3. A panini machine or an electric hot-plate can also be used to toast the scones.
4. After toasting, you can add butter, jam, marmalade, or other toppings as desired.
Keep in mind that fresh scones are usually soft and moist enough to be enjoyed without toasting, but a few days old scones can be refreshed by being warmed up and lightly toasted.
The order of cream and jam on a scone is a topic of much debate in the UK, with two main schools of thought typically associated with two different English regions-Cornwall and Devon.
The "Cornish" method spreads the jam onto the scone first, and then followed by a dollop of cream. Those who follow this method argue that the jam creates a base that helps the cream stay in place.
The "Devonshire" or "Devon" method spreads a layer of clotted cream onto the scone first, before applying a spoonful of jam on top. Fans of this method believe the cream acts much like butter on bread, with the jam as the topping.
In reality, both ways are authentic and whether you opt for the Cornish method or the Devon method often comes down to personal preference or regional loyalty.
A cream tea is a traditional British custom that is especially popular in the southwest of England, particularly in the counties of Devon and Cornwall. It's often served in the afternoon and is a simple, yet fun meal.
A classic cream tea consists of:
Scones: These are light, sweet, and crumbly bread-like pastries. They can be plain or sometimes filled with currants, raisins, candied cherries, treacle, or cheese.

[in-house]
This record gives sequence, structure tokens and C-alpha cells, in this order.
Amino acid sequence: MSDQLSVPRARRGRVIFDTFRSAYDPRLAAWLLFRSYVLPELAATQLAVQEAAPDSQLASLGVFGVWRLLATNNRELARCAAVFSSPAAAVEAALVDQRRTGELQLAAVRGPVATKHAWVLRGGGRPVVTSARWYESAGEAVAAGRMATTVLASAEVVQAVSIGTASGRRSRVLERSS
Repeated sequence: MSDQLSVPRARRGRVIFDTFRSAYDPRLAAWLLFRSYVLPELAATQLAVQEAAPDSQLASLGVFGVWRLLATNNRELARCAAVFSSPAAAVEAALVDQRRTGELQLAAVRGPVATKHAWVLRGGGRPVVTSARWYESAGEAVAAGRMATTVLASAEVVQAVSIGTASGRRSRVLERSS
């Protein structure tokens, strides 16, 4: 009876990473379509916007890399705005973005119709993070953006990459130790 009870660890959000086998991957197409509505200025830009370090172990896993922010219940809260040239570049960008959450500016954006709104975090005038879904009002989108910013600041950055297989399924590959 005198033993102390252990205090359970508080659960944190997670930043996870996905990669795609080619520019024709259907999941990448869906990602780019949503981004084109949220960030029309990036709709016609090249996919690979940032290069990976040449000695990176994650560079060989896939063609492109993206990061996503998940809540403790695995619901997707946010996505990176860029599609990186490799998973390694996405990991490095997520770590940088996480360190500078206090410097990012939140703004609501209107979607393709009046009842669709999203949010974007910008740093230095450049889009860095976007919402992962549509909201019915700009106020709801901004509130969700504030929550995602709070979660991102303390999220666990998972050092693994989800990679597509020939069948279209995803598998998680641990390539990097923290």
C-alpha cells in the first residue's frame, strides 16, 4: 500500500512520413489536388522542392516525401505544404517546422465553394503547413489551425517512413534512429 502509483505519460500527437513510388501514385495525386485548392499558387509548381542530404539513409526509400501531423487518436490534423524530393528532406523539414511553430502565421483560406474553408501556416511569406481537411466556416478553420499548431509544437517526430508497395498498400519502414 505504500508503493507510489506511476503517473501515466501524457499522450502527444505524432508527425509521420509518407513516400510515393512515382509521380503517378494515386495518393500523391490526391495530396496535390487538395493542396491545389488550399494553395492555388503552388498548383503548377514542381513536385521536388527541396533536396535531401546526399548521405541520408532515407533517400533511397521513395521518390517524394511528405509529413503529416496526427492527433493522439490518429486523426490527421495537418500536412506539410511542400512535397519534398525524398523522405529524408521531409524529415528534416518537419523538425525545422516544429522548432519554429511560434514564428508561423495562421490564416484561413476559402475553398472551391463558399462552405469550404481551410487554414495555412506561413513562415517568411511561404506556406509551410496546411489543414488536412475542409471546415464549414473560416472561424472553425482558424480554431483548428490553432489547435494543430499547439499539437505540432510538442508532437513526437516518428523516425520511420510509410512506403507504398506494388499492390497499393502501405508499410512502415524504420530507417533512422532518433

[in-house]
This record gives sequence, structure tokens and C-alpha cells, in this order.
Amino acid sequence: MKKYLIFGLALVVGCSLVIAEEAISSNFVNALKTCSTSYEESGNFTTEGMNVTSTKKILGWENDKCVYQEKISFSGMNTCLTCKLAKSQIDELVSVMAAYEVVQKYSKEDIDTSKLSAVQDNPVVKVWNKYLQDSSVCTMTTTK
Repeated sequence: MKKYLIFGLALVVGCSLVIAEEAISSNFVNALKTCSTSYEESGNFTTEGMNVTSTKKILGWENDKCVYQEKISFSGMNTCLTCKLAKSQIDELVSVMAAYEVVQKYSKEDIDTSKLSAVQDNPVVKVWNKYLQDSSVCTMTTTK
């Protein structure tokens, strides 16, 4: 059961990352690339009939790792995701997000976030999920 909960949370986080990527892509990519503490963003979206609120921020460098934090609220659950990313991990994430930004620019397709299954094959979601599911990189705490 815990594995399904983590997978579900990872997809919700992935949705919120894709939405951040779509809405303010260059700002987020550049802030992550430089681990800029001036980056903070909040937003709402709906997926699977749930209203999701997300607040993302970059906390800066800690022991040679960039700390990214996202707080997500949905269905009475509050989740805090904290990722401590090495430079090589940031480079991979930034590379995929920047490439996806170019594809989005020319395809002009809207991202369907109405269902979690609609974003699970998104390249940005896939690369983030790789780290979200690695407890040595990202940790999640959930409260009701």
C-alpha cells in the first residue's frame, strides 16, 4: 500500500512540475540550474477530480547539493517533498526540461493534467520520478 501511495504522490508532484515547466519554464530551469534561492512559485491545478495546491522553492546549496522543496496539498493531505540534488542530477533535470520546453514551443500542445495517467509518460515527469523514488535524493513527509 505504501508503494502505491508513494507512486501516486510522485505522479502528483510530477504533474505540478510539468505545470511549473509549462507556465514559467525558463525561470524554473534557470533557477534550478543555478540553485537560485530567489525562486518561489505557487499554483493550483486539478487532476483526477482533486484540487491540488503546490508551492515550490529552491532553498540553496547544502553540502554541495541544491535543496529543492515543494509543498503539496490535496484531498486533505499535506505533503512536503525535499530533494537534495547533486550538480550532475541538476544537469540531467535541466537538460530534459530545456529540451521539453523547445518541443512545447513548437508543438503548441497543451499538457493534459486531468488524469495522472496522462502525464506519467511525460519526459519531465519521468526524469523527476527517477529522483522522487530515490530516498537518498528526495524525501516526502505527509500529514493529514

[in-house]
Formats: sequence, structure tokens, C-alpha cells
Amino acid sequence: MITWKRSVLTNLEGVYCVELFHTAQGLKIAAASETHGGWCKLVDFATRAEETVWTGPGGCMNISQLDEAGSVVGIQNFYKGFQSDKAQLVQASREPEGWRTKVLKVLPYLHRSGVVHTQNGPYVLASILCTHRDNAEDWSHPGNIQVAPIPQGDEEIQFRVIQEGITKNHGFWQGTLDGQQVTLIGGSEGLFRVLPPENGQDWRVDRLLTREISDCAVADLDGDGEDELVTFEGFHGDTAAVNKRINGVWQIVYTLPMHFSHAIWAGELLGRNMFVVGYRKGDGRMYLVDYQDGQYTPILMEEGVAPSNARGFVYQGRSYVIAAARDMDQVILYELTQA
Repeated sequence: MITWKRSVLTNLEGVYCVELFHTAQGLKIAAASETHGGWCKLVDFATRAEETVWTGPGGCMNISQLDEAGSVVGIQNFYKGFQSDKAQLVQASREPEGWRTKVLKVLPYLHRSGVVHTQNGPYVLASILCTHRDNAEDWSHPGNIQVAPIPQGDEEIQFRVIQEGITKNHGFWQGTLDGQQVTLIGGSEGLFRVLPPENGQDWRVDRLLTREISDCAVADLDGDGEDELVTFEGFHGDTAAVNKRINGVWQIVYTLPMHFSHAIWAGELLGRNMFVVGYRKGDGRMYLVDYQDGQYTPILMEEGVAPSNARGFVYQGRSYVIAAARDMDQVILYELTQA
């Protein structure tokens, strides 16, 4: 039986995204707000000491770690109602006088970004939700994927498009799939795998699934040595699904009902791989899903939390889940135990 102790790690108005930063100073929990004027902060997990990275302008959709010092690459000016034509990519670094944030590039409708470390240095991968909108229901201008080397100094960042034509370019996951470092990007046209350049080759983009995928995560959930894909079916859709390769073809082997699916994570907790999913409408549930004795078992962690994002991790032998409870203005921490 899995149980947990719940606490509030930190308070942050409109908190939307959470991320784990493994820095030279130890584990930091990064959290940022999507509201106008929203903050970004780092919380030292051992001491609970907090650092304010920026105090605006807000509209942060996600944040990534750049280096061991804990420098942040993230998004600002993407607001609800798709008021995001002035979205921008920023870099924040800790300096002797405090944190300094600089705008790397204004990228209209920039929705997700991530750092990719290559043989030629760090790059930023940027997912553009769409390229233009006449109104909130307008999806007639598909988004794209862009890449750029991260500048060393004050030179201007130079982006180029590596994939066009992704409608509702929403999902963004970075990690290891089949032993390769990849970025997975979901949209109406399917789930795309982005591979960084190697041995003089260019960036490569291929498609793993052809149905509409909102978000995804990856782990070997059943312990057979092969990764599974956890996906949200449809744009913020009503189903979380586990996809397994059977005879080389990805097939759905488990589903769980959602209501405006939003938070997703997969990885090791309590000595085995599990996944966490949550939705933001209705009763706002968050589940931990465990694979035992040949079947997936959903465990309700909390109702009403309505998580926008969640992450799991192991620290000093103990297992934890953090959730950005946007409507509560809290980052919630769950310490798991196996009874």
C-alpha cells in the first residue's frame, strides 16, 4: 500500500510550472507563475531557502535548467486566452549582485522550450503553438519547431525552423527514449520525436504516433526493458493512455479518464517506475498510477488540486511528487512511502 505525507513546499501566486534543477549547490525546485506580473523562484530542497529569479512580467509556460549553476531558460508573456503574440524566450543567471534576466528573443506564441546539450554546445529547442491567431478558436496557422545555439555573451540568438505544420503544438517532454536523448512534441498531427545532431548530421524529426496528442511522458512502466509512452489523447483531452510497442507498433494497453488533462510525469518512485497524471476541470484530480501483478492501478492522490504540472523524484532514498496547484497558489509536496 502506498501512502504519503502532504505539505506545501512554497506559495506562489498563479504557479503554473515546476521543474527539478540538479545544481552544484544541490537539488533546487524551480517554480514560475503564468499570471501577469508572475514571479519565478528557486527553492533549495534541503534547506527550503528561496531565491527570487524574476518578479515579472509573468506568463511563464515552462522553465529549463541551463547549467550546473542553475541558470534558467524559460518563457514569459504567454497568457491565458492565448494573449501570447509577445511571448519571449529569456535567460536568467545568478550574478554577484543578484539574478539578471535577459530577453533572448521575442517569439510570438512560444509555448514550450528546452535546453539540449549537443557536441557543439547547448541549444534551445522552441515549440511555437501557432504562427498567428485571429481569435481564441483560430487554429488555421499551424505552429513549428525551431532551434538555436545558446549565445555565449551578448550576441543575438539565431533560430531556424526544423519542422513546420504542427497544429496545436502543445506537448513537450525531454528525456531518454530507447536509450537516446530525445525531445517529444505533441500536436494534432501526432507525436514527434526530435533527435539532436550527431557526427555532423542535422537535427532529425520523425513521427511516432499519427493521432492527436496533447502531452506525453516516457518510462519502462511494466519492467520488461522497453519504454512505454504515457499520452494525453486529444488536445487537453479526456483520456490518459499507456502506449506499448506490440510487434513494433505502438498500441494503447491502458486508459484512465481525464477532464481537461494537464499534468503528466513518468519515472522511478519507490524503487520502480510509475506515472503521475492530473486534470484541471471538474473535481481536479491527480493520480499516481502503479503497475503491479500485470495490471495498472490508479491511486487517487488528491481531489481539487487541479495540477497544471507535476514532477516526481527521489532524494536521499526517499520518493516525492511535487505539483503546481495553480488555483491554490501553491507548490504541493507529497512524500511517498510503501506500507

Jam: Typically strawberry jam is served, but any other flavours can also be used, including marmalade if preferred.
Clotted cream: This is a thick, rich, and creamy dairy product that has a consistency somewhere between whipped cream and butter. It's made by heating unpasteurized cow's milk and then leaving it in a shallow pan to cool slowly. The cream moves up to the top of the milk and forms 'clots' which is where the name comes from.
Tea: A pot of hot tea, often English breakfast tea or Earl Grey, accompanies the meal.
The scones are split open, spread with jam and topped with a dollop of clotted cream (or vice versa), and served alongside the tea.
Cream teas are traditionally served in teahouses, cafes, hotel restaurants, and are especially popular in tourist areas in the UK. They are often enjoyed as part of an afternoon tea at home, a slightly more elaborate meal that might also include finger sandwiches and a selection of cakes and pastries.